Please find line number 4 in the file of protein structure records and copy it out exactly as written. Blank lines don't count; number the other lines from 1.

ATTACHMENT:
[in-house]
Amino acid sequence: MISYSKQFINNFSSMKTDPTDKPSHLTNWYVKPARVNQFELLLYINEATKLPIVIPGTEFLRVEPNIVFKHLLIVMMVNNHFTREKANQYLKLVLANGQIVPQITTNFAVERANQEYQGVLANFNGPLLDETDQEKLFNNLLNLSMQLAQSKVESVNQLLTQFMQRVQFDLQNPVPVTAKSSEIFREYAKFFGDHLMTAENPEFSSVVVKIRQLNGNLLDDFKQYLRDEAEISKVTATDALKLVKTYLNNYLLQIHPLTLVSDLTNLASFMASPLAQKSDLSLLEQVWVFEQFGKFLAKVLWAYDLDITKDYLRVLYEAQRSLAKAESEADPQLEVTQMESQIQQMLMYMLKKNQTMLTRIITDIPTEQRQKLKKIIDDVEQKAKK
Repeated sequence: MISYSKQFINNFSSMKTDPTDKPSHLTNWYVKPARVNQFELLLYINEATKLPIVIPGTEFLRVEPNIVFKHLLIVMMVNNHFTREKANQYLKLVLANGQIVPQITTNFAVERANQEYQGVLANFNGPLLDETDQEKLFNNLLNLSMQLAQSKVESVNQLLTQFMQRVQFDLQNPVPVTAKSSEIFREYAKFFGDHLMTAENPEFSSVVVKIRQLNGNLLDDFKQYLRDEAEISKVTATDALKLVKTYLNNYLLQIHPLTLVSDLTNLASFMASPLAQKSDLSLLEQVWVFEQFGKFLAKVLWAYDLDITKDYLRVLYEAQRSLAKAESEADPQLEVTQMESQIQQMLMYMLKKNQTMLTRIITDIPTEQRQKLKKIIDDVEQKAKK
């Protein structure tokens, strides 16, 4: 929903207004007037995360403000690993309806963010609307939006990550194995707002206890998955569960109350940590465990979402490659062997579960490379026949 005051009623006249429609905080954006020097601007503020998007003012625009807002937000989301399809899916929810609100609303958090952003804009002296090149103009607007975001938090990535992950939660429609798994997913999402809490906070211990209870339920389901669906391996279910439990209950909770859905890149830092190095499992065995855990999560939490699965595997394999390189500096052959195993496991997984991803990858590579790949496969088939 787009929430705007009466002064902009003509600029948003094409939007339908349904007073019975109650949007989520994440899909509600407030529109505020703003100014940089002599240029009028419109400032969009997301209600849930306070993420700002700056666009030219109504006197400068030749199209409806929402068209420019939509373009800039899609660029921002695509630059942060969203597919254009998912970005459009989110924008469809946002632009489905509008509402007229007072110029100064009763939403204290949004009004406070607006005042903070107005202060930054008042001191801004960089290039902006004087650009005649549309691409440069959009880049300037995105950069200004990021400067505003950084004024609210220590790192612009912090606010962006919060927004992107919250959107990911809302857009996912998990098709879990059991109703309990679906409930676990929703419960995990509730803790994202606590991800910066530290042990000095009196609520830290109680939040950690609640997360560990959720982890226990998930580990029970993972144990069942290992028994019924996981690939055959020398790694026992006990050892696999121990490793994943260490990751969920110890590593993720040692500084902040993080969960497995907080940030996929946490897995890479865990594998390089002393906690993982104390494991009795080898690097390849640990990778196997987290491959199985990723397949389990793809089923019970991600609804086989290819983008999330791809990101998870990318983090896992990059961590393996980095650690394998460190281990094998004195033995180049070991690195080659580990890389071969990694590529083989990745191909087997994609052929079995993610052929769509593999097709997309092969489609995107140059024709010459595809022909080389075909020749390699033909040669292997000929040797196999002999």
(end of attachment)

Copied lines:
């Protein structure tokens, strides 16, 4: 929903207004007037995360403000690993309806963010609307939006990550194995707002206890998955569960109350940590465990979402490659062997579960490379026949 005051009623006249429609905080954006020097601007503020998007003012625009807002937000989301399809899916929810609100609303958090952003804009002296090149103009607007975001938090990535992950939660429609798994997913999402809490906070211990209870339920389901669906391996279910439990209950909770859905890149830092190095499992065995855990999560939490699965595997394999390189500096052959195993496991997984991803990858590579790949496969088939 787009929430705007009466002064902009003509600029948003094409939007339908349904007073019975109650949007989520994440899909509600407030529109505020703003100014940089002599240029009028419109400032969009997301209600849930306070993420700002700056666009030219109504006197400068030749199209409806929402068209420019939509373009800039899609660029921002695509630059942060969203597919254009998912970005459009989110924008469809946002632009489905509008509402007229007072110029100064009763939403204290949004009004406070607006005042903070107005202060930054008042001191801004960089290039902006004087650009005649549309691409440069959009880049300037995105950069200004990021400067505003950084004024609210220590790192612009912090606010962006919060927004992107919250959107990911809302857009996912998990098709879990059991109703309990679906409930676990929703419960995990509730803790994202606590991800910066530290042990000095009196609520830290109680939040950690609640997360560990959720982890226990998930580990029970993972144990069942290992028994019924996981690939055959020398790694026992006990050892696999121990490793994943260490990751969920110890590593993720040692500084902040993080969960497995907080940030996929946490897995890479865990594998390089002393906690993982104390494991009795080898690097390849640990990778196997987290491959199985990723397949389990793809089923019970991600609804086989290819983008999330791809990101998870990318983090896992990059961590393996980095650690394998460190281990094998004195033995180049070991690195080659580990890389071969990694590529083989990745191909087997994609052929079995993610052929769509593999097709997309092969489609995107140059024709010459595809022909080389075909020749390699033909040669292997000929040797196999002999």